On Nov. 8, I flew out of the Cody airport to go home to North Carolina. As we began our long trek across the country, my thoughts quickly turned toward my heartache of knowing it could become the day …
On Nov. 8, I flew out of the Cody airport to go home to North Carolina. As we began our long trek across the country, my thoughts quickly turned toward my heartache of knowing it could become the day I lost my dad. It was the day I had dreaded the most all my life, losing the man with the deepest passion for Jesus Christ I had ever known. Who boldly, fearlessly, and with deep compassion, walked his talk in mission to the world in ways I’ve never seen in another.
It was the longest day I could imagine. I was able to hold it together until the last leg of the trip, when I landed in D.C. and had a three-hour layover before my N.C. connection. I deeply wanted and needed to be with my family, but I just could not get there fast enough, and there was nothing I could do about it.
It was my third airport and 12 hours later, in Washington, D.C., where I finally broke down. Even though I travel often, I became fully aware as I sat down at my gate, a crumbling mess, and noticed every single person had their earphones in and their heads down pointed toward whatever device they were connected to; no one ever looked up for three hours; not a single person’s eyes ever met mine. I have never felt so alone in my life. At that moment I longed for just one person to look up and offer their “presence” at this critical moment, but it never happened.
Finally, I landed in North Carolina and ran to the curb where my son picked me up. What a blessed relief to walk into that hospital room filled with my family and my dad still among us and fully aware and engaging, for three more hours. He had fought the good fight, faithfully finished his race here on earth, and then I’m sure he busted heaven wide open! The last hours around that hospital bed with my family and our dad was the holiest ground I’ve ever had the privilege of standing upon.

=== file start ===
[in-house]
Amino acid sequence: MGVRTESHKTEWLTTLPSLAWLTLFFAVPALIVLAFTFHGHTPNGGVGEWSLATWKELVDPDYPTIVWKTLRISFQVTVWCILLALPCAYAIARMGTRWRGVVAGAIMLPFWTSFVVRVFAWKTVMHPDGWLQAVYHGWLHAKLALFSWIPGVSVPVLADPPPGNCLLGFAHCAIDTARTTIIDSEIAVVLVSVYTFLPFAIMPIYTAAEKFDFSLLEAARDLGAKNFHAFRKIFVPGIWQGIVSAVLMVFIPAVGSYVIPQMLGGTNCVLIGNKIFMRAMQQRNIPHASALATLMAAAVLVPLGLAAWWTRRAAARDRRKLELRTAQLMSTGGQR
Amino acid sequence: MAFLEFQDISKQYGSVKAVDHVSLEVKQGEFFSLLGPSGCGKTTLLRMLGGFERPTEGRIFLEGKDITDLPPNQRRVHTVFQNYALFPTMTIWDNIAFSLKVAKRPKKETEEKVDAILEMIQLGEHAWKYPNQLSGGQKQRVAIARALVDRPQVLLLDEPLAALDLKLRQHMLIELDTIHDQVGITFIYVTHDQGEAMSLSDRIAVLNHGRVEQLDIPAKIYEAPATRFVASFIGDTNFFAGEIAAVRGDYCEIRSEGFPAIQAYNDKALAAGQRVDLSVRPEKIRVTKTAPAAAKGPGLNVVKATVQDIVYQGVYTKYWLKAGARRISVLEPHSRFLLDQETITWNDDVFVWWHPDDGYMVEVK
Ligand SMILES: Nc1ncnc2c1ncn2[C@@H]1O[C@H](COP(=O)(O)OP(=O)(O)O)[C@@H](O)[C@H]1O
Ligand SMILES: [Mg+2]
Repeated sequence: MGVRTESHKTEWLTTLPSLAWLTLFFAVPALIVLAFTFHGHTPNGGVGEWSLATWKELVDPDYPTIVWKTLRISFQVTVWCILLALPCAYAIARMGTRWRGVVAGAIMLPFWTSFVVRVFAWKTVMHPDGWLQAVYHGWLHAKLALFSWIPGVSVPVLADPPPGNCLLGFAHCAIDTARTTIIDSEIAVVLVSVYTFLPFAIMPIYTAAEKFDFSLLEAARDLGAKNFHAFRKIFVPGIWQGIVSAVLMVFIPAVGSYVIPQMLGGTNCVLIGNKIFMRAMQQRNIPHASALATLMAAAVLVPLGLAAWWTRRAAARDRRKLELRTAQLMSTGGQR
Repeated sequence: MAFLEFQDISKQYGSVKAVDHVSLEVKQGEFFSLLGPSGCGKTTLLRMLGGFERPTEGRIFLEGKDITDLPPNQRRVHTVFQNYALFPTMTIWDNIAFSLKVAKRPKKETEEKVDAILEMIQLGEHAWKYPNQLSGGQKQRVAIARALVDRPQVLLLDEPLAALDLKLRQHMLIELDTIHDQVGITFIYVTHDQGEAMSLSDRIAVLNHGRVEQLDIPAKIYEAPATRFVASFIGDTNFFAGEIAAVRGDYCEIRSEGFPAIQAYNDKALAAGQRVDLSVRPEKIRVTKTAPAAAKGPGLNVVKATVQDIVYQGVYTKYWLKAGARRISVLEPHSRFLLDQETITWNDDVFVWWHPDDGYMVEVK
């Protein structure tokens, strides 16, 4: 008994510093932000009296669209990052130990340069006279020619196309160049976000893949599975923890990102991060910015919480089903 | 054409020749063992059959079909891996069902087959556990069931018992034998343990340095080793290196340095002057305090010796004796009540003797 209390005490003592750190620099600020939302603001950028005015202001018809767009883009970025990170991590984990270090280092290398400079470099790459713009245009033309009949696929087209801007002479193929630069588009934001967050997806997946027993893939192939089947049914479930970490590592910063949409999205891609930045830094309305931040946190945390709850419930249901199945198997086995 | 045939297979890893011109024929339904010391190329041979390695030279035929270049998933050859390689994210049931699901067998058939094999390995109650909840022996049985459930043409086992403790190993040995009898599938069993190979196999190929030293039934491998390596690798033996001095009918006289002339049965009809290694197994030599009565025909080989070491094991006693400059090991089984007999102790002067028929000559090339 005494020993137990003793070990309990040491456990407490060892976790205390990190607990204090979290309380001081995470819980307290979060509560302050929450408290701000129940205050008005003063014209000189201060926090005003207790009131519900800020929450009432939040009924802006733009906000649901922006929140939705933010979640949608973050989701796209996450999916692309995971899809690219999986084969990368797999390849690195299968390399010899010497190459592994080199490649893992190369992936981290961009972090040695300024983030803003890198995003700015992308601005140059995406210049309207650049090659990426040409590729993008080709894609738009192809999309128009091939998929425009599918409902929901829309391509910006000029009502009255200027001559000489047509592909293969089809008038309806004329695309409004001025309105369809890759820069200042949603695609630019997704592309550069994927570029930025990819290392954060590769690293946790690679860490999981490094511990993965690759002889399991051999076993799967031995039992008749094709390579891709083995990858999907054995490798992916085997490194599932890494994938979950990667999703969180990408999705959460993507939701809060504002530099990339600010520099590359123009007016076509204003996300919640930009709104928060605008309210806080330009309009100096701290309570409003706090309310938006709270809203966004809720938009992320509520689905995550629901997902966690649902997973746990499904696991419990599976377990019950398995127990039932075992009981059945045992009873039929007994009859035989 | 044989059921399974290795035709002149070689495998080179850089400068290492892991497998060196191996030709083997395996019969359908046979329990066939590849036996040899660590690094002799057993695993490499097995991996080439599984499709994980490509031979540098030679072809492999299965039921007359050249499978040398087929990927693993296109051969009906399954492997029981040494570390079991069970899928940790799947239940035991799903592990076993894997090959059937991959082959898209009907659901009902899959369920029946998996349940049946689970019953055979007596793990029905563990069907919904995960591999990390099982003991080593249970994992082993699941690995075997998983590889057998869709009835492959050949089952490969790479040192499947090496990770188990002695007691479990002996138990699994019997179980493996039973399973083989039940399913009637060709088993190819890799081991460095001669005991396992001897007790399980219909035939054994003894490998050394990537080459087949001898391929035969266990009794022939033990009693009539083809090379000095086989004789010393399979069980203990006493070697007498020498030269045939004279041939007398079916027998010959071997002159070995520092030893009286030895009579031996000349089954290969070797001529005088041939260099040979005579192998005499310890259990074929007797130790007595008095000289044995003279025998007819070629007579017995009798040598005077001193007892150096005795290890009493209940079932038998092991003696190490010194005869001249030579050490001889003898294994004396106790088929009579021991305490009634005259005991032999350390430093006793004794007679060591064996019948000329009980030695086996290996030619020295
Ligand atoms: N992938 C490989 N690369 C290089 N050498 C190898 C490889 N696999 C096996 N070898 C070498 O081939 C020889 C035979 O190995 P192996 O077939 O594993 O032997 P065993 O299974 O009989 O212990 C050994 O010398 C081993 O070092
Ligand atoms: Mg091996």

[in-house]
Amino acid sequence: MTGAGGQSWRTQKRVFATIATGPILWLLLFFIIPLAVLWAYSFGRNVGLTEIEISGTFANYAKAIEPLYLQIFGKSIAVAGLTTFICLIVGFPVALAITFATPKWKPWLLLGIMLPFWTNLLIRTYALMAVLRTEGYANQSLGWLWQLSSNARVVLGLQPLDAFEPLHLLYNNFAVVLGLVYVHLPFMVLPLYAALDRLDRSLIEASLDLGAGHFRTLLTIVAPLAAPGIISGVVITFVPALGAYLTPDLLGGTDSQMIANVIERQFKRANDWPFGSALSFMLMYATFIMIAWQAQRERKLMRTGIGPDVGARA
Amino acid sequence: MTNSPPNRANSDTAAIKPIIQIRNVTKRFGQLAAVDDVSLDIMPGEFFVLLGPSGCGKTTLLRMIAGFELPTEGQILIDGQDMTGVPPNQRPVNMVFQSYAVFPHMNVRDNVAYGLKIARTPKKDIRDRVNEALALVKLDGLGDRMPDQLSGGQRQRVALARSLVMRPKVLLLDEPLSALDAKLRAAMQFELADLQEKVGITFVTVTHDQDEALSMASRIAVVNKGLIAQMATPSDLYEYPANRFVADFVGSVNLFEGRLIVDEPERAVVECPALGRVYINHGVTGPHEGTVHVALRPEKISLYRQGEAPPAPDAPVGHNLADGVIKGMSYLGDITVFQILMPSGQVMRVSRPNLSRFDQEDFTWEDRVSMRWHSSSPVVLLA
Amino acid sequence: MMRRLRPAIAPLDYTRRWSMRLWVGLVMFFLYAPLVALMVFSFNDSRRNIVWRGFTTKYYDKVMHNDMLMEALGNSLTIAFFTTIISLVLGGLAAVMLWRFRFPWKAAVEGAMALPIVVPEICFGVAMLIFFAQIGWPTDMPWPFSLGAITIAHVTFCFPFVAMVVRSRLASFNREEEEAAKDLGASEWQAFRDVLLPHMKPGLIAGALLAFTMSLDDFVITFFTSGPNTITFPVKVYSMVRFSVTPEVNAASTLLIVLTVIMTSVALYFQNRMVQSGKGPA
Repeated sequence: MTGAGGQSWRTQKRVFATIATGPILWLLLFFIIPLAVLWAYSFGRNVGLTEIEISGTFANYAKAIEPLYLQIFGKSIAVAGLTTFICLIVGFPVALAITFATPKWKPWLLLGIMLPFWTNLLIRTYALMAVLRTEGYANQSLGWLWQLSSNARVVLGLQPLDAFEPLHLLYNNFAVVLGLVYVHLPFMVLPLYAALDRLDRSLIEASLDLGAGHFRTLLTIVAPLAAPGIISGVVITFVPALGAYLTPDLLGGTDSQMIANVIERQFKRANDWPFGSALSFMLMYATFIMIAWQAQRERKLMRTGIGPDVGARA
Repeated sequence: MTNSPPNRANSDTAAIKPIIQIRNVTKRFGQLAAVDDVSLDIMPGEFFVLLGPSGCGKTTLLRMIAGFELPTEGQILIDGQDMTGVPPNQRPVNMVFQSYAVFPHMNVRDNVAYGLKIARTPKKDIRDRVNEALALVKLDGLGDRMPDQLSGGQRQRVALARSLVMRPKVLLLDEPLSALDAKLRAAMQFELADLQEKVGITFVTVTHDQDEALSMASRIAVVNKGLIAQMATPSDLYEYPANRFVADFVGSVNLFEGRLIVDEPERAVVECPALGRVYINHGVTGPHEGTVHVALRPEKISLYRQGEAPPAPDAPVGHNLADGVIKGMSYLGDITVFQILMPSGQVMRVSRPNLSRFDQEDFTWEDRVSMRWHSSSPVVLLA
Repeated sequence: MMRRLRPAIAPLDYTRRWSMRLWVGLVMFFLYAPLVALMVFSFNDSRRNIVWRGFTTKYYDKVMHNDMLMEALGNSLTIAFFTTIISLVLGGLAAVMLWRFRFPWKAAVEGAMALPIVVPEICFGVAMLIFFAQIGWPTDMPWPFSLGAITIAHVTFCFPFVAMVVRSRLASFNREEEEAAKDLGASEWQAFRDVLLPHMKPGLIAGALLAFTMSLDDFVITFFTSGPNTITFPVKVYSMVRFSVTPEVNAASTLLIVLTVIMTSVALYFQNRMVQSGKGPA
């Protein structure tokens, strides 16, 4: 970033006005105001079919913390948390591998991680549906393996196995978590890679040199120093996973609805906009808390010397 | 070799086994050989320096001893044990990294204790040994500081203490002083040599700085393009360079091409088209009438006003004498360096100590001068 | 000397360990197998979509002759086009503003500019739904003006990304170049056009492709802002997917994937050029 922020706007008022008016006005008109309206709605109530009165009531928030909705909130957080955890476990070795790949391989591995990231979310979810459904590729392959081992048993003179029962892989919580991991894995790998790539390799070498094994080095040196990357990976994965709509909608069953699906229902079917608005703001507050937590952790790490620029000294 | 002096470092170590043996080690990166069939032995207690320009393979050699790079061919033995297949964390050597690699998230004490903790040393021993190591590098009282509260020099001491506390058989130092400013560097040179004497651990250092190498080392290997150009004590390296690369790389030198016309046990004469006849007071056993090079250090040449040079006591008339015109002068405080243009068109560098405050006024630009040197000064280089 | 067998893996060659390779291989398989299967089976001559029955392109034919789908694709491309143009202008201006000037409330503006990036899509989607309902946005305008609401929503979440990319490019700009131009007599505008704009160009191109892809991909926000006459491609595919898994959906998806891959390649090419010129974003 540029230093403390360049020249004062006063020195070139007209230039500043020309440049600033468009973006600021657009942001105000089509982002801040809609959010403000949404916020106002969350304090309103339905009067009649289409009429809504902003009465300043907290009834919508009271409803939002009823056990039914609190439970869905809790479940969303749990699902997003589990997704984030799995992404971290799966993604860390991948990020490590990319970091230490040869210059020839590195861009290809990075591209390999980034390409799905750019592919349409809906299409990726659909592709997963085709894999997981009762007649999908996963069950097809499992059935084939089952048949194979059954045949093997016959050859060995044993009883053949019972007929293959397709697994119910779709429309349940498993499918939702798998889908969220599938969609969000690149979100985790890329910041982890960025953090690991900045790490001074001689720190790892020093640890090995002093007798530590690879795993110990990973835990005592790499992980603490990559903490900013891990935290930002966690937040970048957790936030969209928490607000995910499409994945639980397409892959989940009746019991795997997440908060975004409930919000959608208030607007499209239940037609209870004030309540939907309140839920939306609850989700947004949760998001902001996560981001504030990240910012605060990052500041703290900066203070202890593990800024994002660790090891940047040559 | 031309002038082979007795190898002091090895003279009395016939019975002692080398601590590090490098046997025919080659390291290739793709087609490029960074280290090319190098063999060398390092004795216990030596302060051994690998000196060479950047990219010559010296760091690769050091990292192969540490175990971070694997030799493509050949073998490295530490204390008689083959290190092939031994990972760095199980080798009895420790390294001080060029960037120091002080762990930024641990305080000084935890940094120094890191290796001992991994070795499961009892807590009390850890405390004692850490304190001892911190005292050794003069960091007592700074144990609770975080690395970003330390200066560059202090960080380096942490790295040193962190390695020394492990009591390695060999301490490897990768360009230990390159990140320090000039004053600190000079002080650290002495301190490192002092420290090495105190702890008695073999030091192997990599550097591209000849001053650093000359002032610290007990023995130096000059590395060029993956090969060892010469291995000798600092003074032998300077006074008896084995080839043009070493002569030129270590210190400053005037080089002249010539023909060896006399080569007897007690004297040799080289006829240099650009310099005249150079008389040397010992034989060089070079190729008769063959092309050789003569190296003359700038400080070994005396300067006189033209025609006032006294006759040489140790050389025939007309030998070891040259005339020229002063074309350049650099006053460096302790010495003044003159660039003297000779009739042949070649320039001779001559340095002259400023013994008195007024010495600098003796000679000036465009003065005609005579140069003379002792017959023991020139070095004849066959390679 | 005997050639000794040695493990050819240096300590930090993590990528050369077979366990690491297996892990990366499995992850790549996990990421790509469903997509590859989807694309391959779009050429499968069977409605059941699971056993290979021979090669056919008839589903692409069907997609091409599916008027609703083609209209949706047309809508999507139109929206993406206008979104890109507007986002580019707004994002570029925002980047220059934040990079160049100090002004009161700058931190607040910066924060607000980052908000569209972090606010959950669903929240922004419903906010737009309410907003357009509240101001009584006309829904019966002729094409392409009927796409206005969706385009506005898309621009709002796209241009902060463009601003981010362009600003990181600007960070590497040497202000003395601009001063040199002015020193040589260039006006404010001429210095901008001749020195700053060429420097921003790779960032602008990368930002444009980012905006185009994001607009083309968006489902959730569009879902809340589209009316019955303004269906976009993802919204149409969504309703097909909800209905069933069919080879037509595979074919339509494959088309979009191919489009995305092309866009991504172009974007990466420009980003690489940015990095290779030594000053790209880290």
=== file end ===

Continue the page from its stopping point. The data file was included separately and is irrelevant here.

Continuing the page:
I get it: We are all plugged in and live in a different culture. A new era has dawned, one that robs us of the present, where no one wants to encounter another person for fear they may have to give of themselves and have a conversation or get involved. These days, fear and apathy have a more prominent place in our responses to others’ as the culture continues to build that in our counter-culture living for God’s kingdom building.
After everything I’ve experienced as a person and a pastor, I believe, now more than ever, we need to treat everyone as if we are all going through something painful, because we all are! We don’t have to know what it is, but we need to “show up” for each other for God. My hope is we could “be” the presence of God so healing and wholeness might have a fleeting chance in the midst of this broken, suffering world.
What has happened to our daily response of love, forgiveness, praying for each other, kindness, meeting people where they are? One thing I know for sure, Jesus always looked up, and he always stopped, and he always gave to every person wherever they were and whoever they were — more than they asked.
Finding myself completely lost and alone following this new gut-wrenching grief in my life, God showed up and gave me more than I asked for and something I didn’t even know I needed. Providentially, one of my dearest seminary friends took the time to say a few exact words I desperately needed, which also brought the answer that would enable me to carry on my dad’s legacy. He said, “You just keep loving the world like your dad taught you!”
And my heart exploded — with my dad’s single, famous, bold, “Amen!”
So, here’s the thing. We are created and designed to be in relationship with one another. What would happen if we committed to make God’s dream come true by faithfully responding and showing up for God for all his people? Before every person becomes an island as we all stop looking up, and we lose the compassion to respond at all, to meet the least of these, any of these, as hot tears pour down a stranger’s face as we walk past them, one who is in desperate need of the presence of Christ?
(Rev. Melinda Penry is the pastor of First United Methodist Church.)